In 1979, the Commission reopened the 1954 and 1961 Corpus Christi I decisions to determine whether they should be modified and to consider whether the Commission should move from a conclusive presumption of network common control to an analysis of actual control as had been previously discussed in Wheat II. The Commission did so after service and after publication of notice (see note 7), in procedures that fully complied with the rule-making requirements of the Administrative Procedure Act. See Corpus Christi II, 364 I.C.C. at 271-72. Ultimately, the reopening led to the Commission's 1980 Corpus Christi II, which not only adopted the new actual control standard (see Part I of this opinion), but also to vacation of the Corpus Christi I 1954 and 1961 decisions.


The petitioners mount a procedural attack upon the vacation of these prior orders. They contend that in the 1980 re-opening of the Corpus Christi I case, the Commission should have proceeded by adjudication and not by rulemaking and that the vacation of the Corpus Christi I orders were improper. We find no merit to these contentions.


The choice between rulemaking and adjudication "is one that lies primarily in the informed discretion of the administrative agency." S. E. C. v. Chenery Corporation, 332 U.S. 194, 203, 67 S.Ct. 1575, 1580, 91 L.Ed. 1995 (1947). The Commission is given rulemaking power in section 10321 of the Act,10 and the Commission may choose to use its rulemaking power as long as it does not abuse its discretion in so doing.


The Commission argues, and we accept, that rulemaking was particularly appropriate in this case because the purpose of re-opening the Corpus Christi I cases was to consider the adoption of a new standard of common control that would transcend the interests of the particular petitioners and carriers originally involved in the Corpus Christi I cases. Further, the petitioners have not shown any harm as a result of the agency decision to proceed by rulemaking.


The Commission was entirely reasonable in giving all interested parties an opportunity to comment on agency policy and the Commission did not abuse its discretion in deciding to proceed by rulemaking.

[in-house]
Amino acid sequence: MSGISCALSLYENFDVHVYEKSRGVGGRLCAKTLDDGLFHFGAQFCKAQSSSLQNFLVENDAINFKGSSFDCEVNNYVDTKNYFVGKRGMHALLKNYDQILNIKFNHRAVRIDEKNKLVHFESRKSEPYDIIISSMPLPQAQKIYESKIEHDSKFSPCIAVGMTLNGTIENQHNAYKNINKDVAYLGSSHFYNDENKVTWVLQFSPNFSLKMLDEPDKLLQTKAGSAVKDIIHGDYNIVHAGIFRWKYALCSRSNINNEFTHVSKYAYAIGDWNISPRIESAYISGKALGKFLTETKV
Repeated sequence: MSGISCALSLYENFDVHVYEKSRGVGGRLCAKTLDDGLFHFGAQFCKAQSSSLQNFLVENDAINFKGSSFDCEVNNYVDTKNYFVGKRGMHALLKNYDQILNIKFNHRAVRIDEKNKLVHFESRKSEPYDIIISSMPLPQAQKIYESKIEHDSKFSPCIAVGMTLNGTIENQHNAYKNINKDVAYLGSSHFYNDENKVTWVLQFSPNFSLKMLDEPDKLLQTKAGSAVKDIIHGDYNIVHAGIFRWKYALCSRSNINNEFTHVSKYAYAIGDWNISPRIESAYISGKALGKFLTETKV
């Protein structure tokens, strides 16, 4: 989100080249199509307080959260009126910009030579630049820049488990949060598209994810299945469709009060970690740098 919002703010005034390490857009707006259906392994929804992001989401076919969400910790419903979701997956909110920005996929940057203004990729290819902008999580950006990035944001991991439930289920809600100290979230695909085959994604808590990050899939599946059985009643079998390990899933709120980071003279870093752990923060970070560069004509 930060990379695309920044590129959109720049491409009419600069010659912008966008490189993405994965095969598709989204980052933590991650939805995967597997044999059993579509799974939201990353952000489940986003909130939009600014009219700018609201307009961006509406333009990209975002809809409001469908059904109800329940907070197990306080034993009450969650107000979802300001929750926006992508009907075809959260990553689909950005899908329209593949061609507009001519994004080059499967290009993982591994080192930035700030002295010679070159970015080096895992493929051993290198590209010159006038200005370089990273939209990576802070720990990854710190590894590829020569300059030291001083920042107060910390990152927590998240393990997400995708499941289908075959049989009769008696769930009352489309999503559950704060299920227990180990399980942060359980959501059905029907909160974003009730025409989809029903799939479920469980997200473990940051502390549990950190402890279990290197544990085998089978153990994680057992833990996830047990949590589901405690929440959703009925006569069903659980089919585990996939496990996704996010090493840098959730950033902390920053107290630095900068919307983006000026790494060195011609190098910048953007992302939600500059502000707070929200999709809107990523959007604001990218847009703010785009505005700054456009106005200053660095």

Similarly, the Commission did not act improperly in vacating the Corpus Christi I orders. The Commission has authority to reopen cases at any time, and the petitioners' claim that the cases should not be reopened simply because they were decided 18 and 25 years ago is without merit. Cf., American Farm Lines v. Black Ball Freight Service, 397 U.S. 532, 540, 90 S.Ct. 1288, 1293, 25 L.Ed.2d 547 (1970). The Commission's vacation of the earlier continuing orders that conflicted with its new policy may reasonably be considered an appropriate method within the Commission's discretion by which it could implement its adoption of the new actual common control standard.


The petitioners' claim that the vacation was improper because it imposes retroactive liability is mistaken, because no retroactive liability was imposed. The original Corpus Christi I orders applied prospectively, and the only effect of the adoption of the new standard of actual common control is to permit unequalized rates in the future where no actual common control in fact exists. (If such unequalized rates are in fact proposed, the petitioners of course still have adequate remedy to protest them upon any grounds accorded by law.)


The petitioners' final claim that the Commission should not have vacated the orders without determining whether common control to Corpus Christi exists under the new standard is without merit. As the Commission points out, the effect of vacation is not to change rates currently on file. If carriers subsequently initiate rate changes, they can be examined on an individual basis.


For the reasons stated:


(1) We DISMISS petitions in our docket nos. 78-1348, 79-1816, and 80-1842, which attack the Wheat adjudications that rejected Corpus Christi claims of discriminatory rates, as MOOT.


(2) We AFFIRM the orders complained of by the petition in our docket no. 80-1843, finding that these orders, (a) adopting the new actual control standard and (b) reopening and vacating the 1954 and 1961 Corpus Christi I orders, were procedurally proper and within the Commission's authority and discretion.